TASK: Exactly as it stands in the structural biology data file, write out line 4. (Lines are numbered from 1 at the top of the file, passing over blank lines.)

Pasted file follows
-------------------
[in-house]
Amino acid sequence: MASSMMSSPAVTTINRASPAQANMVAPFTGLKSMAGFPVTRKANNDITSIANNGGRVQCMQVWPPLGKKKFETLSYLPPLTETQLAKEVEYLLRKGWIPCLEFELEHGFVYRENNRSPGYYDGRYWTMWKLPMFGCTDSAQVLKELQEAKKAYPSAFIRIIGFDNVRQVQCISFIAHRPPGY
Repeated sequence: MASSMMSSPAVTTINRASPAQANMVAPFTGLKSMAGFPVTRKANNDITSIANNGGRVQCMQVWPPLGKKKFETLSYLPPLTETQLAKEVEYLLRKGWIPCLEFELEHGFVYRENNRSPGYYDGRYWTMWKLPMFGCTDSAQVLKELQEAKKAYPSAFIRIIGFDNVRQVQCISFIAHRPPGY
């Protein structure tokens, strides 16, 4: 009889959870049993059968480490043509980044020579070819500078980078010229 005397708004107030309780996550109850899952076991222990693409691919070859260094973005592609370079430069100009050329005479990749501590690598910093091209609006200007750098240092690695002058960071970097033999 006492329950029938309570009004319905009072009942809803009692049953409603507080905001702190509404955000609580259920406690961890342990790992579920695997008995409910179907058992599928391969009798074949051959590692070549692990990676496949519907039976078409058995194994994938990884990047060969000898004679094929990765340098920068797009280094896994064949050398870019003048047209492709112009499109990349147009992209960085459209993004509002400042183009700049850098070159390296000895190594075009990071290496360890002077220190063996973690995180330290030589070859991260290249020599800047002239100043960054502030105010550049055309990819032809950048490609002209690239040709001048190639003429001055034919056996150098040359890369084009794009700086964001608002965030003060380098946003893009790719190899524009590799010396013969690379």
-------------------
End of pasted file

């Protein structure tokens, strides 16, 4: 009889959870049993059968480490043509980044020579070819500078980078010229 005397708004107030309780996550109850899952076991222990693409691919070859260094973005592609370079430069100009050329005479990749501590690598910093091209609006200007750098240092690695002058960071970097033999 006492329950029938309570009004319905009072009942809803009692049953409603507080905001702190509404955000609580259920406690961890342990790992579920695997008995409910179907058992599928391969009798074949051959590692070549692990990676496949519907039976078409058995194994994938990884990047060969000898004679094929990765340098920068797009280094896994064949050398870019003048047209492709112009499109990349147009992209960085459209993004509002400042183009700049850098070159390296000895190594075009990071290496360890002077220190063996973690995180330290030589070859991260290249020599800047002239100043960054502030105010550049055309990819032809950048490609002209690239040709001048190639003429001055034919056996150098040359890369084009794009700086964001608002965030003060380098946003893009790719190899524009590799010396013969690379």